The cadence and tone of the bawling dogs in the distance heightened yet again. One shrill, savage voice echoed over the rest, riding the cold current of air down the mountainside and carrying with it a message as legible to the houndsman as if it were written on the snow before him in blood.
“Ruger’s got him!” said Jason, my guide and houndsman. As he spoke, the dog’s dire situation sunk in. “He’s been climbing trees lately. If we don’t get up there fast, Ruger is dead.”
I looked down at the story of tracks at our feet and followed them up the boulder-studded mountain looming above. There could be no negotiating. When we turned those dogs loose on the track that morning we committed ourselves to a path we could not know and to an ending as unpredictable as the wilderness itself. I’ve often heard it said that cat hunting with dogs is anti-climactic, that once the cat is treed the hunt is over. These people have never hunted with a tree-climbing Walker.
Just two hours earlier, in the darkness before dawn, the hunt itself had nearly been grounded. Jason, a friend of a friend who used his title of outfitter as a scheme to hunt cats for a living, said the conditions had to be perfect to have any chance at success. He said we needed fresh snow, no precipitation, little wind. Having never hunted with him, I was somewhat skeptical, for people faced with miserable conditions are notorious for their excuses to stay out of them. And there was no denying the white-out blizzard that was turning false dawn into false dusk.
But then, under heavy influence from a pleading choir of dogs, Jason popped the driver’s door and proclaimed that the weather would break. With that we unloaded the snowmobiles, strapped a box stuffed full of revved-up hounds on a sled and took off with engines roaring, hell-bent at frightening speeds for whatever lay ahead. I hoped it was a cat.
The trick, then, was locating tracks. For this we needed snow, luck and the only thing that has been added to cat hunting in recent history: the snowmobile. Of course it can’t go where paws can, so boots must follow, but snowmobiles, like it or not, are used these days for their ability to cover ground. When and if you cross a track and deem it of proper size and freshness, the hounds are released. Then you must keep within reasonable range of them on foot as the cat leads the dogs through every harrowing gauntlet it knows.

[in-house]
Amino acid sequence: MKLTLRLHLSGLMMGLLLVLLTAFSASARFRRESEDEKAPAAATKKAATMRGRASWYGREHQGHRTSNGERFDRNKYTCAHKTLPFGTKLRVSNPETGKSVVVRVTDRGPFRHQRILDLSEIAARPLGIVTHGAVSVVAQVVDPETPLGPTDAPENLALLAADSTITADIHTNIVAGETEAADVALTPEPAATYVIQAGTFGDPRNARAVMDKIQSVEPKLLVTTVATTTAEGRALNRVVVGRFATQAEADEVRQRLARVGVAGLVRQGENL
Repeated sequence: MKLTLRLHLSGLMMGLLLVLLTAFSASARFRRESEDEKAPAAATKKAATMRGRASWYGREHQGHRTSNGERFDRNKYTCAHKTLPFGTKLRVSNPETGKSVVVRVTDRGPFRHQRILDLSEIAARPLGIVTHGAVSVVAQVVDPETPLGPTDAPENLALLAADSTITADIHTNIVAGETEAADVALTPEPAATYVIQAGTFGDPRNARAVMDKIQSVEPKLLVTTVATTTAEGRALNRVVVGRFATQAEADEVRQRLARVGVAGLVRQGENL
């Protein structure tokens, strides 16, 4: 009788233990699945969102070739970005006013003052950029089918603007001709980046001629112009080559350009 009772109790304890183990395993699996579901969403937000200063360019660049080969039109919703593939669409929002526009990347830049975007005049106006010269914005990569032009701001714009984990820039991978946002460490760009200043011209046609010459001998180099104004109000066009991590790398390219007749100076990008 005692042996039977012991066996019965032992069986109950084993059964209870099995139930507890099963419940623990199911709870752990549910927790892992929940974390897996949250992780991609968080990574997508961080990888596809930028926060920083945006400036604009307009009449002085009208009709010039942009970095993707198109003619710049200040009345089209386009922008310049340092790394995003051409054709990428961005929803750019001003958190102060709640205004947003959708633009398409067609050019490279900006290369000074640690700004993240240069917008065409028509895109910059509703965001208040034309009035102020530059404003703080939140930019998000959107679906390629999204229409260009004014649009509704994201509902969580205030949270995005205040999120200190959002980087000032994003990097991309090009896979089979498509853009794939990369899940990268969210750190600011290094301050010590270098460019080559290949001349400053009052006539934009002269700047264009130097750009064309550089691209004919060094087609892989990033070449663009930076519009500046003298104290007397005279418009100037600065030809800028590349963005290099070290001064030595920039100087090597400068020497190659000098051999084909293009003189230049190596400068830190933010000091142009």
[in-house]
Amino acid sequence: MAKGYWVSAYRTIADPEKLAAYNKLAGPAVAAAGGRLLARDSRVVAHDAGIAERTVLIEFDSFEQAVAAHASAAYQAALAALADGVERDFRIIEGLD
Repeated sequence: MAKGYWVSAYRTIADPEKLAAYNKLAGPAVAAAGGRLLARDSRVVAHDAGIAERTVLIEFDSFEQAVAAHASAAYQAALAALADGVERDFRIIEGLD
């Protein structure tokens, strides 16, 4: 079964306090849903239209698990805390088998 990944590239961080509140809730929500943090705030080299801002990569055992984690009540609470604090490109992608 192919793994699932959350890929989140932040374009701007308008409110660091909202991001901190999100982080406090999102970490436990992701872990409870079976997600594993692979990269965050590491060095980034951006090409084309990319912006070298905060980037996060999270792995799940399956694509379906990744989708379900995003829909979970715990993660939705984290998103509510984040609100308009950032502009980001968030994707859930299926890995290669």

Utah, just south of Salt Lake City, is the definition of “rugged country,” and for that the cats owe the country their livelihood, for they can live there without constant encroachment from man. Even with the best dogs and conditions, cats routinely use this country to evade their only natural predator. I don’t think the reason this area is sparsely populated by man is its distance from the coasts. Rather, I was thinking as I hoisted my muzzleloader and pulled myself up the ledge, it is because it’s just so darn hard for humans to live on rocks.
As my eyes cleared the rock face, I noticed a suspicious, snow-sloughing cedar tree at the center of attention. It shook violently under the stress of multiple occupants jockeying for position amid its branches. A mob of jealous hounds at its base provided constant, jaw-snapping commentary. In short, all hell was breaking loose.
Though I couldn’t see it, I knew the cat was there. I could feel its hatred, a deep, natural loathing as justified as its instinct to survive. Then I saw the lash of a tail and the flash of those wretched fangs. And there it was: Felis concolor, mountain lion, wildcat, puma, catamount, panther. A cougar, a mysterious legend of the West that humans have naturally feared since the dawn of mankind. Only recently have we become so removed from nature that we do not fear them. This was confimed when I reached the tree and couldn’t believe my eyes. Jason later argued that he did it out of respect for the cat and for the love of his dog.
The lion, the dog and the hunter were stacked in the tree with the dog trying to get the cat, the hunter trying to get a fistful of dog and the cat trying to get a peice of the dog and then get out of there. I was underneath, stripped down to a soaked undershirt and panting like a fat man, shuffling back and forth trying to get a clear shot.
Ruger barked like a hound possessed as he picked and spiraled his way up the tree with the athleticism and blind determination that marks his breed. Luckily he met an impasse a mere foot below the swiping forepaw of Satan himself, who sat above, waiting with those contemptuous green eyes. I don’t think cougars are necessarily evil, but this one could’ve convinced an atheist.
I was confident I could extinguish hell’s little flare-up with one pull of a trigger, but having never hunted with me, Jason was skeptical, for editors are notorious for botching high-pressure shots. But I was too fatigued to be nervous, and I wasn’t really in any danger, anyway. The houndsman, however, was nearing danger’s threshold with each ascending step. His lead hound was a whisker from certain injury.
Finally Jason grabbed Ruger around the hips like a parent peeling a kicking and screaming child off the monkey bars and leapt from the cedar. “Shoot!” he yelled just before his boots touched the snow.
I complied, and if there was ever an anti-climactic moment, I missed it.